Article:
From this point on Preobrazhensky’ describes an increasing level of authority and responsibility in the activities of the RSDLP and the major events of the day. After participating in workers’ circles in the Bryansk automotive plant he became part of the Oryol Committee which he describes as “conciliationist[68]” and in which his youth and zeal combined to amuse some of his older and less fervent comrades. “We have two Bolsheviks Mikhail Ekaterinoslavsky who is 20 and Evgeny Preobrazhensky who is 19…”[69]

 “I stuck to my guns and defended the positions adopted at the Third Party Congress.”[70] The resolution of the Third Congress called “for the Party to participate practically and most energetically in the armed uprising and to give it leadership[71] Held on the eve of the climactic events of 1905. The Third Party congress was an all Bolshevik affair with the Mensheviks holding a nearly concurrent ‘First All-Russian Conference’ in Geneva. Zinoviev writes, “At these two congresses both sides worked out their respective detailed tactics in relation to the 1905 revolution: for everyone sensed that the decisive days would come…[72] The Third Congress allowed the Bolsheviks to establish a preparatory organizational structure and propaganda apparatus and to reaffirm amongst themselves the strategic orientation put forward in What is to Be Done. Preobrazhensky though still a relatively young cadre of the Party, had absorbed this programmatic orientation and would carry it out with a commitment to the cause and to party discipline. In addition to sharpening the organization question and calling for the Bolshevik cadre to throw themselves into preparations for a general strike and insurrection, the connected theoretical questions of the class character of the regime which would replace the Tzar and the role of the peasantry in the revolution began to sharpen around the lines that would separate Social Democracy (Menshevism), Bolshevism and Trotskyism.[73] [74] Preobrazhensky as a leading, if still junior, party cadre tasked with the education and organization of workers preparing for insurrection would have been aware of, given thought to, and had to answer to his party’s positions on fundamental questions. [75] It is worth noting that at this stage in the development of Russian Social Democracy Trotsky stood apart from Bolshevism whereas Preobrazhensky clearly chose to support Lenin’s tight organizational strategy and to carry out its essential task of organizing the Russian proletariat directly.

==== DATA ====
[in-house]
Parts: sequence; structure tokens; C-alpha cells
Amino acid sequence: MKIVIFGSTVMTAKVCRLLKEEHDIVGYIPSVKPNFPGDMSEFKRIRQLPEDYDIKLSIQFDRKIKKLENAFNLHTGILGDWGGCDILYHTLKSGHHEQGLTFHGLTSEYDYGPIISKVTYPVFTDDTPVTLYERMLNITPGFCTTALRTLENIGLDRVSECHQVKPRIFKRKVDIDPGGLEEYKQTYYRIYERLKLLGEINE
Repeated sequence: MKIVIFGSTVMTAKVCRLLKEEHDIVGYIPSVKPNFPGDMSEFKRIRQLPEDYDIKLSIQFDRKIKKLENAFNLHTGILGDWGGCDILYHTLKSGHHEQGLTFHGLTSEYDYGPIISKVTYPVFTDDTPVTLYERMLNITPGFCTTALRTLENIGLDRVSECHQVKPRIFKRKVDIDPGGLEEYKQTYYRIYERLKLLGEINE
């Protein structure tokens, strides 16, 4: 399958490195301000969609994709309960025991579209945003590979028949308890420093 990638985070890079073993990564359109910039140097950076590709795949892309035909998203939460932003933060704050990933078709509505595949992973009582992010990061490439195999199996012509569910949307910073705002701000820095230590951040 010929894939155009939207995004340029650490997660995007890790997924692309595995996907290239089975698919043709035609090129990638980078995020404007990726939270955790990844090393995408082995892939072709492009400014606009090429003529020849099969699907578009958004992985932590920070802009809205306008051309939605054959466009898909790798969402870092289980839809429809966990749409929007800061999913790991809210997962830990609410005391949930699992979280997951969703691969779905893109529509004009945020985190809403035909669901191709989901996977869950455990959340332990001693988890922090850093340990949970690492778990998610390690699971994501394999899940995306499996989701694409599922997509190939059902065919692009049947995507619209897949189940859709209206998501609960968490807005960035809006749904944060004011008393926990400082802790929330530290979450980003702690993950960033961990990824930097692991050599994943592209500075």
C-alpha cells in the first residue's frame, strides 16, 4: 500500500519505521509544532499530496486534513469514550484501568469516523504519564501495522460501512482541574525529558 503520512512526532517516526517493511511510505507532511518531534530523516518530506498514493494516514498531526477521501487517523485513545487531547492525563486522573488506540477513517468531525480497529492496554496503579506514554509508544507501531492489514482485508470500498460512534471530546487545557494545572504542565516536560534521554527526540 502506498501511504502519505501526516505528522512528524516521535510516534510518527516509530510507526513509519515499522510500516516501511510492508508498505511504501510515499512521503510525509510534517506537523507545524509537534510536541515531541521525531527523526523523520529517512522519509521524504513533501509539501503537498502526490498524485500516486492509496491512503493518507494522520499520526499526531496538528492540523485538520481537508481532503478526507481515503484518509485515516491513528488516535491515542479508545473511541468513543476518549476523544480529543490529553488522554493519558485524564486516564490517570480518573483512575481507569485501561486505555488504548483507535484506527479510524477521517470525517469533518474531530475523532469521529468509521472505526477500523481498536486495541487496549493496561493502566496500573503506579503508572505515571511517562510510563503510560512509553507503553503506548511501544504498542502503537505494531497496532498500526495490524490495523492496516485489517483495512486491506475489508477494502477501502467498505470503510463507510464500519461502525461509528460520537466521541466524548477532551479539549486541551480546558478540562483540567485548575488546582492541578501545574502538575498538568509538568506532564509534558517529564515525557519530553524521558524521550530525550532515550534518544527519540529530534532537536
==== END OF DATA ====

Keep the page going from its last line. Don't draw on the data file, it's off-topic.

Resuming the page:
Notes——————

 [61] Cannon, James P.  The Struggle for a Proletarian Party Ed John G. Wright First Edition 1942, Pathfinder Press (1972) Part 1 Section 4. ‘The Organization Question’ pp 15.  Cannon was only 4 years Preobrazhensky’s junior.

[62] Ulam, Adam; The Bolsheviks Macmillan 1965 (pp176-193) Ulam’s thesis is that all subsequent formations of Bolshevism, the communist Party and the Soviet state, including the rise of Stalin, the purges and show trials of the prominent leaders of the original Bolshevik movement are a function of the strategy outlined by Lenin in What is to be Done. Pp179 “But the source of it all is in What is to be Done.”

[63] Preobrazhensky, E.A. “Autobiography” in Makers of the Russian Revolution pp192. Preobrazhensky dates himself here at 17 (1903)

[64]Ulam, ibid;

[65] Ulam (1965) pp 177

[66] Ulam, Adam; Stalin: The Man and His Era, Viking (1973)

[67] EAP Autobiography pp 193

[68] The “conciliationists,” which includes Trotsky at this time sought to heal the rift or find the middle in the split between Lenin’s faction and the “Mensheviks”

[69] Ibid 194

[70] Ibid

[71] Third Congress of the Russian Social Democratic Labor Party (London) 25 April –10 May “Revolution has broken out and its flames are spreading wider and wider …The Proletariat stands at the head of the fighting forces of the revolution…”
“The Third Congress sought to take into consideration the new tasks of the moment in its resolutions on the Party’s preparation for open action…”
Lenin Collected Works (LCW) Foreign Languages Publishing house, (1962) vol 8. Pp 433-439 Marxists Internet Archive (MIA)

[72]Zinoviev, Grigorii; History of the Bolshevik Party—A popular Outline, trans. R. Chappell. New Park (1973) Originally in Russian (1922)

[73] Service, Robert; Trotsky: A Biography, The Belknap Press of Harvard, Cambridge (2009) pp90, 91.

[74] An exposition of Lenin’s thinking during this period can be found in the 1904 book One Step Forward Two Steps Back which precedes the 3rd Congress (London) and in the July 1905 pamphlet Two Tactics of Social Democracy in the Democratic Revolution see note below.